Saturday, November 10, 2012

A History of Groomscake

During the Victorian Era, it was traditional to pass small pieces of the wedding cake through the wedding ring of a happily married man or woman. The bridesmaids would then wrap the pieces and,  distribute them to all the wedding guests. custom had it that the unmarried women would then place the piece of wedding cake under their pillows that night in hopes of dreaming of a future husband.

Fruitcake was the traditional wedding cake in the United States until the mid-nineteenth century. Before the advent of the home freezer, the Groom's Cake, made of heavy fruit and liquor-soaked, had a long shelf life. That is why it was the one that was kept and eaten at the first anniversary celebration.

The Groom's Cake still retains the concept that it is a gift from the bride to her groom. While the wedding cake is served to all the wedding guests, the groom's cake is used for extra pieces that are packaged for guests to take home and "dream on." The Groom's Cake provides children and others who could not attend the wedding a way of "sharing" in the couple's good fortune. Superstition holds that a bride who keeps a piece of her wedding cake will have a faithful and loving husband.

In 2006 while I was cleaning out my paternal grandmother's basement, I  found a fossilized piece of wedding cake that had been saved by her mother, my great-grandmother, from her Christmas 1907 wedding cake!

I made a groomscake for my wedding and passed it out as the favor. William and Kate did the same with 650 boxed pieces of fruitcake, I only did 200. Here is the recipe I used and it was delicious!

White Groomscake Fruitcake
By Aida Mollenkamp


3 cups raw pecans, coarsely chopped
1 1/2 cups dried cherries, coarsely chopped
1 1/2 cups currants

1 1/2 cups dried pineapple, finely chopped
3/4 cup bourbon
1/4 cup Cointreau

For the cake:
3 cups all-purpose flour
1 tablespoon baking soda
2 teaspoons kosher salt
1 teaspoon ground cinnamon
1 teaspoon ground ginger
4 sticks (1 pound) unsalted butter, at room temperature
1 1/2 cups granulated sugar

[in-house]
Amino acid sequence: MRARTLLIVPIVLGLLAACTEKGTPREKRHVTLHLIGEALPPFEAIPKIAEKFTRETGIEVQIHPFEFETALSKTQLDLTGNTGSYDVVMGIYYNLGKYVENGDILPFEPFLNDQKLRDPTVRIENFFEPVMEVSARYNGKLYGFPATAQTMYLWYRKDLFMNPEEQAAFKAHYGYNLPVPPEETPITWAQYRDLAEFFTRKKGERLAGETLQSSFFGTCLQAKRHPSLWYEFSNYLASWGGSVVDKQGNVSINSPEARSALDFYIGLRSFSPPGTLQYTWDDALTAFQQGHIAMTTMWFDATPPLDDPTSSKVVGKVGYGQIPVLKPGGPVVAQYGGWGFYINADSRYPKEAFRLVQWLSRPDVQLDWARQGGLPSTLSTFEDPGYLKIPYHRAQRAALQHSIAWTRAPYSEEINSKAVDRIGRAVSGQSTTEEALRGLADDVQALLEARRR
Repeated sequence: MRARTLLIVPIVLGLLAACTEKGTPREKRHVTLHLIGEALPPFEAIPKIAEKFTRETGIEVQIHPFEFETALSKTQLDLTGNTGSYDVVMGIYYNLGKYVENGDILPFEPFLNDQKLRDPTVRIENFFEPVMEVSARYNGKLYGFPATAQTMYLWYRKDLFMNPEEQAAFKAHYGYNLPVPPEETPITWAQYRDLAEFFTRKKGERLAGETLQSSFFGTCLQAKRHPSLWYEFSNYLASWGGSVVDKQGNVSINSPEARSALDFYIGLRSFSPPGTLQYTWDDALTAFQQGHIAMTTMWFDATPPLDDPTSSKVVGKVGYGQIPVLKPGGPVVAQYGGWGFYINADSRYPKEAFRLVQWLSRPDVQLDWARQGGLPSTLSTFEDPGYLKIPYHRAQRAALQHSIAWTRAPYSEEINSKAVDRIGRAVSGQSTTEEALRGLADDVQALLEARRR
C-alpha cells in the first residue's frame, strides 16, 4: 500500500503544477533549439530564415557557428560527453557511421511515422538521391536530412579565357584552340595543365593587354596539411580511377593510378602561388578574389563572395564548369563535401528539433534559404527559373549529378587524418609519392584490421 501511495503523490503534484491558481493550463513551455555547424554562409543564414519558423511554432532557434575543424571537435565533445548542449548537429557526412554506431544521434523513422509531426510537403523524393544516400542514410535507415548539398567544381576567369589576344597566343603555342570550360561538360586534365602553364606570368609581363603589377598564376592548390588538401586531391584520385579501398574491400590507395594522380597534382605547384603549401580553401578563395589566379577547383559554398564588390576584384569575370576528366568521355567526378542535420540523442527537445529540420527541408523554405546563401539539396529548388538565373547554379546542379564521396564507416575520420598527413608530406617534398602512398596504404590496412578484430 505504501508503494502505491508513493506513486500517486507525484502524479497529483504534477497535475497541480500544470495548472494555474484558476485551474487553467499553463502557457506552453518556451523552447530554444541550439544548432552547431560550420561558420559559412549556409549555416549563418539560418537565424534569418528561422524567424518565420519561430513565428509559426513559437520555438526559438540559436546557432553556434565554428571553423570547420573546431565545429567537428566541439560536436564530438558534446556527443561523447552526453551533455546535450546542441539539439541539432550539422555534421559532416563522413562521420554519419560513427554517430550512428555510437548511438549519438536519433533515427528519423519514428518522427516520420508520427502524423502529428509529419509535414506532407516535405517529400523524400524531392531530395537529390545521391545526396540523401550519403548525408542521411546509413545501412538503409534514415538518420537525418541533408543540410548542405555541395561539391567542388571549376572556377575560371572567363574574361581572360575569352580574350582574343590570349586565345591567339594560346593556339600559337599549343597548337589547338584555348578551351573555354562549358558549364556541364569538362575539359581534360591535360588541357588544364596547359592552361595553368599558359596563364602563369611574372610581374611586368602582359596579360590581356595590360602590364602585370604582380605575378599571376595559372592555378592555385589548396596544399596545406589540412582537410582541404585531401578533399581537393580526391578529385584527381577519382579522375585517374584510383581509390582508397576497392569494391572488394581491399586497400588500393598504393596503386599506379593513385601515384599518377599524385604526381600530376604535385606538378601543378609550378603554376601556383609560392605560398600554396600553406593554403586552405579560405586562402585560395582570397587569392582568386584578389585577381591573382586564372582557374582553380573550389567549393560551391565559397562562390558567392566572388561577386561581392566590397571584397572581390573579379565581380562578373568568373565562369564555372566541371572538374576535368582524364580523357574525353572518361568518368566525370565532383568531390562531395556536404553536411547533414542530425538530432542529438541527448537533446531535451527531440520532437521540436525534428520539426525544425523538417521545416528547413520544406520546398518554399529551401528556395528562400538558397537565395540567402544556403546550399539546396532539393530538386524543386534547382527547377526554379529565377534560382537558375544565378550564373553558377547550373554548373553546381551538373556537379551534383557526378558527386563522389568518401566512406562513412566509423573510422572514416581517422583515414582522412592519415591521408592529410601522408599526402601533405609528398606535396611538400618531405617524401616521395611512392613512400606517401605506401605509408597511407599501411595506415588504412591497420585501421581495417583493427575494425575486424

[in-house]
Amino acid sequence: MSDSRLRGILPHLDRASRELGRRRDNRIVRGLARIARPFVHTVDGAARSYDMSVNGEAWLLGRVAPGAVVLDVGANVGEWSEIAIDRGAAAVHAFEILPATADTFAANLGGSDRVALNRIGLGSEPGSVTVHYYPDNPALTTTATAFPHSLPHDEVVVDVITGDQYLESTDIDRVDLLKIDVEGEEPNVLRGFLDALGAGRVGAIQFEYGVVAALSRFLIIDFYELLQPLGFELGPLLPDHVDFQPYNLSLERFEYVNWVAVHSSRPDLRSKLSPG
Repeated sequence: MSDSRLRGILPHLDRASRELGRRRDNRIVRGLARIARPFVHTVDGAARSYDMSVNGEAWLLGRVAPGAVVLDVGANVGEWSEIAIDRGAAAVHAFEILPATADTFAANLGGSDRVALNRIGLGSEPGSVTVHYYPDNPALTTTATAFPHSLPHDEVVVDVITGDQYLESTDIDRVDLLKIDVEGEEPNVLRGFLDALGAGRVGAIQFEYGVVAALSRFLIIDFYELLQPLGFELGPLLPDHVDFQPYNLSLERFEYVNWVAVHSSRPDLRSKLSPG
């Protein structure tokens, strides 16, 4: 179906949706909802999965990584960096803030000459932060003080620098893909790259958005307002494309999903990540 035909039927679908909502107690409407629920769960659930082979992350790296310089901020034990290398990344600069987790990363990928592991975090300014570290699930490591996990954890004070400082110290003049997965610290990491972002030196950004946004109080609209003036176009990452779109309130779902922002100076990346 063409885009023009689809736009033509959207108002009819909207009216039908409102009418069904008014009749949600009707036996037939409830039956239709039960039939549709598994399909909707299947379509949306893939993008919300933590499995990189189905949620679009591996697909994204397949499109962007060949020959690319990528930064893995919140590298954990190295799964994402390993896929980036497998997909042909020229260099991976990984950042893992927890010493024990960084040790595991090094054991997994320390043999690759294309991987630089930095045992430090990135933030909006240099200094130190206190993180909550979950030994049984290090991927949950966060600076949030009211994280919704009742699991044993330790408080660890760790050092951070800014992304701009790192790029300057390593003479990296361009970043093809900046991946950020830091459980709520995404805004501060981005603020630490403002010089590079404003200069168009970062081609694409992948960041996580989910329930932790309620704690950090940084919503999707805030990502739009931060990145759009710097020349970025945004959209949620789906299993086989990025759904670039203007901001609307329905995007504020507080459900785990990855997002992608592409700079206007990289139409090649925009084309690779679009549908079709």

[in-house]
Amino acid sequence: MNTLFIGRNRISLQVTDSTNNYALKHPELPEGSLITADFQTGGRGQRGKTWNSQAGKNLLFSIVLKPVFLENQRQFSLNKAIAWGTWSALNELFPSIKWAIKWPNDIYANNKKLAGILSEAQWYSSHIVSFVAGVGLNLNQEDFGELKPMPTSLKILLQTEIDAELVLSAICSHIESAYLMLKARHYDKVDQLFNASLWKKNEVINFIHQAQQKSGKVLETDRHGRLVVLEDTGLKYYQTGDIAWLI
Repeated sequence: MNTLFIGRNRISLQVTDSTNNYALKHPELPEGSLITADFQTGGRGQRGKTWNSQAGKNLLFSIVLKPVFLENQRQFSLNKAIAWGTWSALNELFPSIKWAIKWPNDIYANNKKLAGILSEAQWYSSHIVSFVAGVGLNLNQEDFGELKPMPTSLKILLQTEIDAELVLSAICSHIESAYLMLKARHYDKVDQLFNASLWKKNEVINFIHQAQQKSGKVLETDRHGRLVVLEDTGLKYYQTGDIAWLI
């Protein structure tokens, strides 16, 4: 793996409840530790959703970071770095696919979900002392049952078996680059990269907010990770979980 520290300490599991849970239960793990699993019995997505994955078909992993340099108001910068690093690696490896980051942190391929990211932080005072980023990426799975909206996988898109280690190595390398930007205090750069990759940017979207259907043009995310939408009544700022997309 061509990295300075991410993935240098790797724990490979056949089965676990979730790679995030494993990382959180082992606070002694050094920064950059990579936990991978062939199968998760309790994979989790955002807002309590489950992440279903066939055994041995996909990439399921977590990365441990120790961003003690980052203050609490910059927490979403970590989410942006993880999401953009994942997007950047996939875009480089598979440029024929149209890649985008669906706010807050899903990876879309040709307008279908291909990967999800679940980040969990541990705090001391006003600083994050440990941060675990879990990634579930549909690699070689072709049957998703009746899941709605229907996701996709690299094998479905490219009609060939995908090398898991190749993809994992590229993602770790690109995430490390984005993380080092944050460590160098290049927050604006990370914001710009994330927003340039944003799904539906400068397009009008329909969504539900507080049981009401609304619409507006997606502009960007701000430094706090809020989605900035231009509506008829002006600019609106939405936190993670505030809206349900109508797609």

6 large eggs, at room temperature
Bourbon, for aging (optional)


For the fruit:
1. Combine all ingredients in a large container and stir to mix. Cover tightly and let macerate at room
temperature for 24 hours.

For the cake:
1. Heat the oven to 300°F and arrange a rack in the middle. Coat two 9-by-5-inch loaf pans with butter;
set aside.
2. Combine flour, baking soda, salt, cinnamon, and ginger in a large bowl and whisk to aerate and break up any lumps; set aside.
3. Place butter in the bowl of a stand mixer fitted with a paddle attachment and mix at medium-high
speed until pale yellow, about 3 minutes. Add sugar and continue mixing until fluffy, about another 3 minutes.
4. Add eggs one at a time, letting each mix in fully before adding the next. Stop the mixer a few times to scrape down the sides of the bowl.
5. Remove the bowl from the mixer and transfer the batter to a large mixing bowl. Stir in the flour mixture until just incorporated. Fold in the macerated fruit until just incorporated. Divide the batter between the prepared pans.
6. Bake until the cakes are golden, set throughout, and a toothpick inserted in the center comes out
clean, about 1 1/2 hours.
7. Let cool 30 minutes in the pans on a wire rack. Run a knife around the outside of each cake, turn
them onto the rack, and let cool completely before slicing and eating, or aging.
8. To age the fruitcakes, store each at room temperature in an 11-by-7-by-3-inch plastic container with a
tightfitting lid and brush with 1/4 cup bourbon every 10 days for up to 3 1/2 months.

Monday, October 8, 2012

How to Change Your Name

So you meet the man of your dreams and
you decide to take his name (or you're just ready to get rid of Mildred as your middle name).  And now you are swimming in a sea of paperwork and rules. Where to start? This blog entry will be based on changing your name due to marriage in King County of Washington state, but could assuredly by applied elsewhere and under other conditions. This is one of those "if I knew then what I know now" post, hope it helps you.
  1. You can mail in your marriage license to the King County Recorder's Office at:
    King County Administration Building
    500 Fourth Avenue, Room 311
    Seattle, WA 98104

    Or the better option in my opinion, is to waltz on in there and take care of it in person between 8:30 am and 3:30 pm. It is $3 a copy and you should get 3-5 of them. (Why ever go back?)
  2. Now bring your marriage license and go to the Social Security Office and get a new card. You will need this change filed before you can switch over any existing bank accounts or credit cards. Just go in person and avoid mailing all sorts of critical documents. 13510 Aurora Ave N Seattle, Washington 98133 between 9 am and 3pm.
  3. Again, bring your marriage license and go to the DOL and get a new license. Since there are so few locations you have to choose between Shoreline, Downtown and West Seattle These links will show you location information, including current wait times. (Rumor has it West Seattle is pretty slow around 10am -just sayin'.
  4. Now you can call your bank and each of your credit card companies to change your name and issue you a card with your new name. And you can order checks. Because you have your new drivers license now you can open a new or joint bank account with say, your husband.
  5. Now that you have your new driver's licence number you can change your auto insurance into your new name.
  6. Let HR at your work know and contact your Health Insurer.
  7. Don't forget to contact voter registration to get your name changed before the next election.
  8. To apply for your new passport, go to: (Although a US Border agent told me that I could use my old passport for up to a year after, but why risk it?)